A question and answer with Judy Burgholzer, the woman who heads COD’s horticulture program


Judy Burgholzer, COD’s horticulture program coordinator

Vandy Manyeh, News Reporter

College of DuPage horticulture students placed fifth in the nation at a recent landscaping professional competition in Utah. The horticulture program is expanding and has more degree and certificate programs. Hosted in the Technical Educational Center, the program has state of the art learning facilities and outdoor labs for students enrolled in the program. The Courier had a conversation with the program’s coordinator and adviser about the many things COD’s horticulture program has to offer. Here is how it went:

Vandy Manyeh: What is the strength of the horticulture program at COD?

Judy Burgholzer: The strength of the program is we have a lot of hands-on experiences for our students. We prepare them for careers in the industry, and we are very well respected by area employers. They know our students get good training here and are ready to work. We have four classrooms, two of them are dedicated to the program, one is a floral design classroom, and one is our landscape design classroom. We have drafting tables, computers for the computer-aided drafting and three outdoor learning labs. One is our landscape lab. It is where students do plant installation, hardscape construction and for plant identification classes; so they have a lot of hands-on there. We have a 12,000 square foot greenhouse, where students get the experience in growing greenhouse crops, annual perennial vegetables and herbs, and, of course, we have our big sale in the spring for all of those products. And then, our newest lab is the sustainable urban agriculture lab, which is to the south of the greenhouse, and it has several raised beds, a green roof, a high tunnel, which extends in growing season for the various crops, compost bins and coal frames that are used in the growing season. 

David Jura
A partial view of the greenhouse facility at the TEC

VM: What growth has this program seen since it started at COD?

JB: Since it started, we saw phenomenal growth in the early 90’s, and then it kind of leveled off, but now in the last year we added two new degree programs and two new certificate programs. So we now offer three degrees, an associate of applied science in horticulture, landscape contracting and management, and that is a result of our recent accreditation by an organization known as National Association of Landscape Professionals (NALP). They wanted a prescribed set of courses where students will be prepared for landscape contracting and management. And then, the other new degree is the sustainable urban agriculture. We added two certificates. One is a certificate in sustainable urban agriculture, and the second was in power equipment technology. There are a tremendous number of jobs that are available in the small equipment repair, diesel engines, power generators, electrical systems and that kind of thing. We have six new courses that make up that certificate.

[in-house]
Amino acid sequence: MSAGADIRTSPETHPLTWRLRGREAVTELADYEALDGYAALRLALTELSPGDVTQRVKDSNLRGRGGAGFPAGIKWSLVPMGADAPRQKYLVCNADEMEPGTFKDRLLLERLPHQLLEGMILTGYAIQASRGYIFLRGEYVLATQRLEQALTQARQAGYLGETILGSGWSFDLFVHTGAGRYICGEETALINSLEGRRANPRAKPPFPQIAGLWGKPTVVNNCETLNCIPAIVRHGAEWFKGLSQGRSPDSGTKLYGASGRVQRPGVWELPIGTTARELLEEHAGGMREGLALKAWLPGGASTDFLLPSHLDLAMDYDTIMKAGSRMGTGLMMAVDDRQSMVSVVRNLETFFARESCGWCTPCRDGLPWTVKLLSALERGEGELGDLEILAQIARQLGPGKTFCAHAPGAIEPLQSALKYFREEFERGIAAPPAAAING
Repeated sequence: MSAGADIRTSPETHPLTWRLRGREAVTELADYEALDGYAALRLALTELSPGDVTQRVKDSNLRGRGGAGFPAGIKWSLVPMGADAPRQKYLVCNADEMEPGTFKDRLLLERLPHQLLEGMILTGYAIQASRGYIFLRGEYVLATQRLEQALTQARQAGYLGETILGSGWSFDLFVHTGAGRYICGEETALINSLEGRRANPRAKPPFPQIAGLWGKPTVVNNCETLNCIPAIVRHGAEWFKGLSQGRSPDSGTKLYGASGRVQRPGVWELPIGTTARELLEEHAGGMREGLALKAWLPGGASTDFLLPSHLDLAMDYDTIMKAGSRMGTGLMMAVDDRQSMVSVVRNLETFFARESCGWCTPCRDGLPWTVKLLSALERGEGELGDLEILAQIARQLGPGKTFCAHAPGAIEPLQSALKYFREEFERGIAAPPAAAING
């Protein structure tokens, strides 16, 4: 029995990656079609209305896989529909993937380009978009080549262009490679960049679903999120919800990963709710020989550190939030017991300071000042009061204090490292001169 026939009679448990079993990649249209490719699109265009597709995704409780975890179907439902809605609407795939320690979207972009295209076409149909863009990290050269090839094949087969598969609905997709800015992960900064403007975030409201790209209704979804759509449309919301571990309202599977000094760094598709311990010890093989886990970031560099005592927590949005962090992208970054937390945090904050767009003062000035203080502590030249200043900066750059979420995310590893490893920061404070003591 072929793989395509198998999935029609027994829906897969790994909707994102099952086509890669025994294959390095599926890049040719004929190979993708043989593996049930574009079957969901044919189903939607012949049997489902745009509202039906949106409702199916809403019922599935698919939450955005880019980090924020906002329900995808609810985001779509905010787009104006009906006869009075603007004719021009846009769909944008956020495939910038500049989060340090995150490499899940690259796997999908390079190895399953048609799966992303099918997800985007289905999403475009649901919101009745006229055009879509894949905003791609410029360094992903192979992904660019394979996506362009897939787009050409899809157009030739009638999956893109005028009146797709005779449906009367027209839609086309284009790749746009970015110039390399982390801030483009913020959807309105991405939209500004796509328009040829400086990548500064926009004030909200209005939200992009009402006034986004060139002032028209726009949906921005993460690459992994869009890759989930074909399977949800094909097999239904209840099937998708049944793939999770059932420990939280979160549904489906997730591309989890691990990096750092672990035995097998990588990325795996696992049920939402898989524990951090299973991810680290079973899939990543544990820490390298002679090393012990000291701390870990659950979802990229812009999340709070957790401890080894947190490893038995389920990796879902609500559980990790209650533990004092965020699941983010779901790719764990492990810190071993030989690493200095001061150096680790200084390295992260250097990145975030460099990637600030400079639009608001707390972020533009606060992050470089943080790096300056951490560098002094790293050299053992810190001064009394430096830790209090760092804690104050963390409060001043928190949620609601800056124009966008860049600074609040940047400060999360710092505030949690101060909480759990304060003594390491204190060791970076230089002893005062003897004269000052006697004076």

VM: How engaged is your program with the COD community?

JB: We are very engaged with the community. We offer tours of our facilities and landscape labs. We bring in garden clubs, elementary and junior high school kids for tours. Our floral design class just made the boutonnieres and corsages for the retiree reception that was held yesterday (April 26, 2017), and they do the flowers for the all-college advisory committee in the fall semester.

VM: What scholarship opportunities do you have for students?

JB: There are several of the garden clubs that offer scholarships from the surrounding communities. There are two professional organizations: one of them in NALP, and, statewide, the Illinois Landscape Contractors Association (ILCA). They have a scholarship program, and we have had several students applied and won their scholarships.

VM: What is the strength of the faculty teaching horticulture related courses?

JB: The strength of the faculty is that we each have our own specialty. Two of us are full-time. We have our set courses that we teach, but then we have probably about 25 part-time faculty who teach in the program, and they bring their expertise. Our floral design instructor has her own floral design shop. The instructor who teaches our greenhouse class has worked in the greenhouse industry for years, and so we have people that are bringing the most current information, know the trends in the industry and our students get the benefits of that.

VM: What opportunities are available to students after graduation?

JB: Our students end up in many different places. If they have been through the landscape design program, they may work for a company as a landscape designer. Some start their own businesses where they do landscape design and installation. We have people who go and work for the area nursery and garden centers, work for landscape companies as a foreman or on the crew. With the new sustainable urban agriculture program, we haven’t graduated any student yet, but our hope is they will end up working for some of the urban farms. There are several hydroponic growers, and they can work in the production of local food.

VM: Any final words?

JB: Everybody is welcomed to come into our facilities at any time and contact us if they have questions about the program. We are just a really diverse program. If you look, we offer nine different programs, and there are many different areas of horticulture. There is floral greenhouse nursery, landscape and turf maintenance, landscape design, sustainable urban agriculture, power generation, power equipment and technology. We do a lot.

Here is a link to College of DuPage’s horticulture program: http://www.cod.edu/programs/horticulture/index.aspx